Bhutanese vehicles to go all electric
Located at the eastern end of the Himalayas, the small Kingdom of Bhutan is serious about transforming its entire transport fleet for the better - by introducing electric vehicles.
Buildings in Thimphu, Bhutan. Photo: Nick Hardcastle
Bhutanese Prime Minister Tshering Tobgay recently announced that the country aims to replace all official government vehicles, taxis and private vehicles in the capital city Thimphu, with electric vehicles. Hopefully beginning by March 2014.
Well-known for its measurement of Gross National Happiness (GNH), measured alongside Gross Domestic Product (GDP), by introducing electric vehicles Bhutan is seeking to enhance its environmental sustainability and the well-being of it's people - two key elements to Gross National Happiness.
With a population of 120,000, Thumphu is an ideal size for this type of initiative. For the fleet of 3,500 taxis, switching to electric vehicles will reduce costs for the drivers, and may mean cheaper fares for passengers.
Most electricity in Bhutan comes from hydropower (run-of-the-river) meaning it is largely clean. Electricity is used for domestic use but a large proportion is exported to India, making it the biggest foreign exchange earner. With the money traded for electricity, Bhutan purchases foreign oil for fueling the country's vehicle fleet - around 1000 barrels of oil are purchased per day, making it one of Bhutan's biggest imports. With electric vehicles the purchase of oil would no longer be required.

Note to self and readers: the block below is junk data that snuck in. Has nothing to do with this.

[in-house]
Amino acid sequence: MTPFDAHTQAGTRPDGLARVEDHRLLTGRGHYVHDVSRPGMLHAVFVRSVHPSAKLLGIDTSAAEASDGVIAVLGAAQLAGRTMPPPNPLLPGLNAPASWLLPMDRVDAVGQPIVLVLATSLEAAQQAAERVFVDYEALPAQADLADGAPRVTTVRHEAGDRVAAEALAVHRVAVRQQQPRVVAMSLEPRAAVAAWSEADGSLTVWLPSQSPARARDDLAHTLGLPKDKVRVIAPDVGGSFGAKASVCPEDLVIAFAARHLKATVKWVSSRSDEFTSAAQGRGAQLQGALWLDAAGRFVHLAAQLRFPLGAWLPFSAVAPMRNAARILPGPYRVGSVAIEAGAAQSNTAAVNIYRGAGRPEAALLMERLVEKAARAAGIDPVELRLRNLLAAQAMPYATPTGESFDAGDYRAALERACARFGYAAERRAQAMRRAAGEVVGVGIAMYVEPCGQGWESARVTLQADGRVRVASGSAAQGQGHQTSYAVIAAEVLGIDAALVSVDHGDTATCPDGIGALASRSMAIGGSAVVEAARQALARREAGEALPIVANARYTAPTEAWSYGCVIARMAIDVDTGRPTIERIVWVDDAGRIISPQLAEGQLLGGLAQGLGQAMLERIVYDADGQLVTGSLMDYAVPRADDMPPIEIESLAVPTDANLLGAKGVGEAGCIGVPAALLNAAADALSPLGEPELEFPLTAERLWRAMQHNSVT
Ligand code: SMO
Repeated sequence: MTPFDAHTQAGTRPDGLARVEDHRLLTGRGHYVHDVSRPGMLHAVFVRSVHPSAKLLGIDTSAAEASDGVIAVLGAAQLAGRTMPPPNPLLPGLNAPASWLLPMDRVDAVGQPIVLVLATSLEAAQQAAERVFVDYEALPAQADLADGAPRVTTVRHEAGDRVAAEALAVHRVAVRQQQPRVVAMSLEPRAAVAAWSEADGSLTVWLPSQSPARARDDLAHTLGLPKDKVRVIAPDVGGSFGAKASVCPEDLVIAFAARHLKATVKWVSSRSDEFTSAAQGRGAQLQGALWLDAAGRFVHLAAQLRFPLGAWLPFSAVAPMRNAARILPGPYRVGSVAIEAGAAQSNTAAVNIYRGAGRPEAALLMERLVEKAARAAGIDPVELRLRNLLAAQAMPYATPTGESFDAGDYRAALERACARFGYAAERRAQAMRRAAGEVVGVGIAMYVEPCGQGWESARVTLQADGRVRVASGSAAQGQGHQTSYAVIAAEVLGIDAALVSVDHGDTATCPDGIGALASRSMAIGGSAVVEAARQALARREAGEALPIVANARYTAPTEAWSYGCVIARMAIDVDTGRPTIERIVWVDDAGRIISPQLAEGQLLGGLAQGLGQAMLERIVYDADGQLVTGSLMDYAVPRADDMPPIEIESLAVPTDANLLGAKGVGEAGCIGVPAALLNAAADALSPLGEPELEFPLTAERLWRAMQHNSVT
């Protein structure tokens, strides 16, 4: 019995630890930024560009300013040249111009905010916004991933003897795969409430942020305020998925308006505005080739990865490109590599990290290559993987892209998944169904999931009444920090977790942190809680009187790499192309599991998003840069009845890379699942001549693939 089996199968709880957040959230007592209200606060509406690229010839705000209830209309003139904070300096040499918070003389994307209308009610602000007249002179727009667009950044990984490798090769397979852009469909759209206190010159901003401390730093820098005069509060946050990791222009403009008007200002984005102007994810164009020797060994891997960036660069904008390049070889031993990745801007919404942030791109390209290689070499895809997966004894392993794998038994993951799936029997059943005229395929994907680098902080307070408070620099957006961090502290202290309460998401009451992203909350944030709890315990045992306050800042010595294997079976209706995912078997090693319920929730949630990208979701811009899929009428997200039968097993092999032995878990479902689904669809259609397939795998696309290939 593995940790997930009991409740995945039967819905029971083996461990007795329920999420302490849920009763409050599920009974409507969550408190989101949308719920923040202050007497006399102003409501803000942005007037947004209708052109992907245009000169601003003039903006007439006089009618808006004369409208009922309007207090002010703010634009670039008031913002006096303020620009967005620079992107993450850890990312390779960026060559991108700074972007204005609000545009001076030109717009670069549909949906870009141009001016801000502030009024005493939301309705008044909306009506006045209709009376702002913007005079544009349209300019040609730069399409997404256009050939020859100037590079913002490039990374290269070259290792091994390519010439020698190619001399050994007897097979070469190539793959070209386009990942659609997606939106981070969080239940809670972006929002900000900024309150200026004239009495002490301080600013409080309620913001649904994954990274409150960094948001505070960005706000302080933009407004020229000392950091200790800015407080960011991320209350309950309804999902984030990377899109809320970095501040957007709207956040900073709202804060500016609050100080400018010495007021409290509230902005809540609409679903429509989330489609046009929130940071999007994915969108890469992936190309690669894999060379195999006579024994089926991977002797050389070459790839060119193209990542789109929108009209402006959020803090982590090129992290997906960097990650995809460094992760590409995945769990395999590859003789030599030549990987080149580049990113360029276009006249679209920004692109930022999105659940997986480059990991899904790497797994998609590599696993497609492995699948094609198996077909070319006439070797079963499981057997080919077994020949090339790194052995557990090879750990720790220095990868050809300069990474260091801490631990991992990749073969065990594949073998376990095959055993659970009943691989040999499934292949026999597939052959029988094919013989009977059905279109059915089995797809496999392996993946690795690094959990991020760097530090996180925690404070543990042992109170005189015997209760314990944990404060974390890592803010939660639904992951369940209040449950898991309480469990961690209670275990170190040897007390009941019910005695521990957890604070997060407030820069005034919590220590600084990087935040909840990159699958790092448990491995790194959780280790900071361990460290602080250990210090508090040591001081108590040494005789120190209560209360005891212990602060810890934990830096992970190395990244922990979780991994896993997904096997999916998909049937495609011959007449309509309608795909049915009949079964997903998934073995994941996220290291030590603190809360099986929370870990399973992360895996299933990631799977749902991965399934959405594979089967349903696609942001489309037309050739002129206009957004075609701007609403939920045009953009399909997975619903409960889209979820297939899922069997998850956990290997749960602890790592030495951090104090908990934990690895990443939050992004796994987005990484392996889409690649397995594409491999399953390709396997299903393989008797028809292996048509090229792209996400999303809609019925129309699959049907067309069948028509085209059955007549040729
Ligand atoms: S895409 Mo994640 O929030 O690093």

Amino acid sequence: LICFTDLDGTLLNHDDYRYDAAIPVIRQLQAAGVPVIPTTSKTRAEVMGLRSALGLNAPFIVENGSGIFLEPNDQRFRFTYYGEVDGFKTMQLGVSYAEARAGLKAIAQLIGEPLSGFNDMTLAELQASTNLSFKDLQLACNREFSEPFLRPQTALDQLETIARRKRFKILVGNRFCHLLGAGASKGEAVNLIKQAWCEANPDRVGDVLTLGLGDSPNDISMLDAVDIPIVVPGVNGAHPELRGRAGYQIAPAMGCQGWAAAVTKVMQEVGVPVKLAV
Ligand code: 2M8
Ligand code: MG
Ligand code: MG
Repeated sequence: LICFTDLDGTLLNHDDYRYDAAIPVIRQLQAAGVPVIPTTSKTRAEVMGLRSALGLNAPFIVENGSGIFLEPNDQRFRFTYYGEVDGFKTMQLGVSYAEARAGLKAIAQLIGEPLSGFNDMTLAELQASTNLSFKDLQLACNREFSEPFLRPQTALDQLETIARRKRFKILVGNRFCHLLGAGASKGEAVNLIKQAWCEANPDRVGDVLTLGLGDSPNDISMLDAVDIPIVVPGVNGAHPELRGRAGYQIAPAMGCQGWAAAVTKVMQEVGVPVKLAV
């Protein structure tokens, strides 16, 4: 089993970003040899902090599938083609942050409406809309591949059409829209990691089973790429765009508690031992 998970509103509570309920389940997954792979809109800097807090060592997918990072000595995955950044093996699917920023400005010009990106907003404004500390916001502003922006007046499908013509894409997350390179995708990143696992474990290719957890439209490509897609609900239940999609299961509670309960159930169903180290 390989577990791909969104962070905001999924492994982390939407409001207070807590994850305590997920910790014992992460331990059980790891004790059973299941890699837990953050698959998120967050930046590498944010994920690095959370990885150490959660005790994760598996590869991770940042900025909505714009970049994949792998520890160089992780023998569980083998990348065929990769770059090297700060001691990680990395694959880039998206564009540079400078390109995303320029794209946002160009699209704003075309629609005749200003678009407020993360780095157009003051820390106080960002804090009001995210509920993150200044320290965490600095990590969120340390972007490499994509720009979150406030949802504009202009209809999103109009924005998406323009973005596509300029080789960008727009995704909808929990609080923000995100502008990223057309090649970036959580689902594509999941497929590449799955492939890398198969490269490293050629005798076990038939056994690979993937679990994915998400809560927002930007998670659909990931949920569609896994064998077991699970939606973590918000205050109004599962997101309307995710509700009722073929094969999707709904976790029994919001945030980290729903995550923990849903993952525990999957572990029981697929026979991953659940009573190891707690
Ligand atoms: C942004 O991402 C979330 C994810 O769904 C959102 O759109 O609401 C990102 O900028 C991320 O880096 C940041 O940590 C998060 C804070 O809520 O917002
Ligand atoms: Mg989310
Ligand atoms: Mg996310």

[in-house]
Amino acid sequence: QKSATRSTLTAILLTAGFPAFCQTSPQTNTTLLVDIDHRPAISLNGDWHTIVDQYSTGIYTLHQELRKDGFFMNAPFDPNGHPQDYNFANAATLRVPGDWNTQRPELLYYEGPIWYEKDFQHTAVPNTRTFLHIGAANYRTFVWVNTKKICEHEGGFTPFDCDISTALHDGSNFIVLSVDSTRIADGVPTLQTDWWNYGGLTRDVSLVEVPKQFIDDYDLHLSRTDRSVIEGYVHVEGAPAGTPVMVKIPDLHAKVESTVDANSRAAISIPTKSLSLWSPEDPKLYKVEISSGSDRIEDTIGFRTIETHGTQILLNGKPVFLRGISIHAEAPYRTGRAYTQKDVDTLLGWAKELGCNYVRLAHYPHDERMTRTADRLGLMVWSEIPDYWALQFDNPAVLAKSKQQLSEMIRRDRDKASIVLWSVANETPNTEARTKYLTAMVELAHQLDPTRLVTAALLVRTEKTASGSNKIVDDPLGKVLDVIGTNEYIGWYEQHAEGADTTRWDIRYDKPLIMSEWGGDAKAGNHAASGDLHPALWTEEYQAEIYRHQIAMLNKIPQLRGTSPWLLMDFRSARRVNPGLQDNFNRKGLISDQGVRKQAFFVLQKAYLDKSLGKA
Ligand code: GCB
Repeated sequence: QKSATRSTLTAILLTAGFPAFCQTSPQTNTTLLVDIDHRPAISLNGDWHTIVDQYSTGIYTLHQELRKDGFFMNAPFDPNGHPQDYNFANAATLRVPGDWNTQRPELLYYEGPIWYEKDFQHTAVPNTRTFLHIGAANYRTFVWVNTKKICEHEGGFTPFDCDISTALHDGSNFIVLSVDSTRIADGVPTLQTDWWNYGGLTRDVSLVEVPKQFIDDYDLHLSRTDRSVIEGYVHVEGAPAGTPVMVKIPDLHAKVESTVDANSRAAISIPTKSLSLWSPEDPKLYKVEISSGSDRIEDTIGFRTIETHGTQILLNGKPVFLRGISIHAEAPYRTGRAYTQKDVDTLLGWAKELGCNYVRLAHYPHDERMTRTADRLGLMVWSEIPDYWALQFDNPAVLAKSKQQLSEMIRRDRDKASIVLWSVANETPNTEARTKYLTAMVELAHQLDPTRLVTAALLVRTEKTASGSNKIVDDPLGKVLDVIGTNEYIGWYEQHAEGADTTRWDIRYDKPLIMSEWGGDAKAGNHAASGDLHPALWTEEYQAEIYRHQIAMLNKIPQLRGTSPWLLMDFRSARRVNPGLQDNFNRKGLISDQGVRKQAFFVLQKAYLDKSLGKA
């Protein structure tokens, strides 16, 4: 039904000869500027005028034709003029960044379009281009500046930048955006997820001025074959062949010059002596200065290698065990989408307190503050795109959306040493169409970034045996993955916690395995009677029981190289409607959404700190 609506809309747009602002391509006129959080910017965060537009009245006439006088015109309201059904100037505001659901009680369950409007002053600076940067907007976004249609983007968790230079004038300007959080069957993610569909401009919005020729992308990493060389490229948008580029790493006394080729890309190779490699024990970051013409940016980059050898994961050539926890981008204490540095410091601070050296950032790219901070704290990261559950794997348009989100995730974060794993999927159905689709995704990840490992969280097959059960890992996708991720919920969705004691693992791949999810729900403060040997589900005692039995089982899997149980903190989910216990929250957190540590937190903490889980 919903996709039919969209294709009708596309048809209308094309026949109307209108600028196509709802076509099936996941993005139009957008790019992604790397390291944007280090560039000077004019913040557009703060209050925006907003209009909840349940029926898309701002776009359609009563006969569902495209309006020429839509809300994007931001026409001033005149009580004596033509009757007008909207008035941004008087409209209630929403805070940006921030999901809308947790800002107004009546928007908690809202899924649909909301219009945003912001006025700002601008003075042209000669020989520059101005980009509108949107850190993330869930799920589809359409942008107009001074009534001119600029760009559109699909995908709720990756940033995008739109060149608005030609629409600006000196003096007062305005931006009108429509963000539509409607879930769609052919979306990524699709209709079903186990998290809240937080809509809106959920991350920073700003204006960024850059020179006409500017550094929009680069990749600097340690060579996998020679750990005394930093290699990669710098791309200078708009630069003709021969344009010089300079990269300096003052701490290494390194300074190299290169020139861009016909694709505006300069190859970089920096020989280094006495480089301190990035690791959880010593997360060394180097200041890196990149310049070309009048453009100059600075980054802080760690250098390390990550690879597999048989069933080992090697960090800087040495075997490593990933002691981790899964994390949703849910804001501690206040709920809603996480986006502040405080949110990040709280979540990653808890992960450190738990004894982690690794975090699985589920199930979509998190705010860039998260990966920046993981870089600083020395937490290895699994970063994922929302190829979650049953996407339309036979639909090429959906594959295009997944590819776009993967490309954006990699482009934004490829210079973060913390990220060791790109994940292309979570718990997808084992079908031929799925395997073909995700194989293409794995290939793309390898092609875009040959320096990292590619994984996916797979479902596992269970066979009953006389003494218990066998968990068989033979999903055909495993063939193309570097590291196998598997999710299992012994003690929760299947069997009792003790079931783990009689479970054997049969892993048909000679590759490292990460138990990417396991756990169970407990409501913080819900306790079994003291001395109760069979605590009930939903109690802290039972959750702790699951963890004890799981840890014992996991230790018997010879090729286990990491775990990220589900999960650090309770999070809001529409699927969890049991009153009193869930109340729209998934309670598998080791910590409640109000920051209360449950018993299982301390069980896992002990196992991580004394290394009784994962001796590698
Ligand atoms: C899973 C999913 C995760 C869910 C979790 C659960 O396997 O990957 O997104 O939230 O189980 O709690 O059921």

Who is involved so far?
Nissan confirmed they have talked about supplying the Nissan Leaf for government vehicles, plus the charging infrastructure. The latest Nissan Leaf has a 24kWh battery and a range of around 160km.
It is envisaged that Bhutan would become a research and development centre for electric vehicle technology. One company already exists called Thunder Motors, which is investing in the area and may be a supplier in the future for taxi and private vehicle owners of locally assembled electric vehicles.
This initiative will help the country remain carbon neutral, and hopefully helps to increase the happiness level a little further.
Last updated Tuesday, January 21, 2014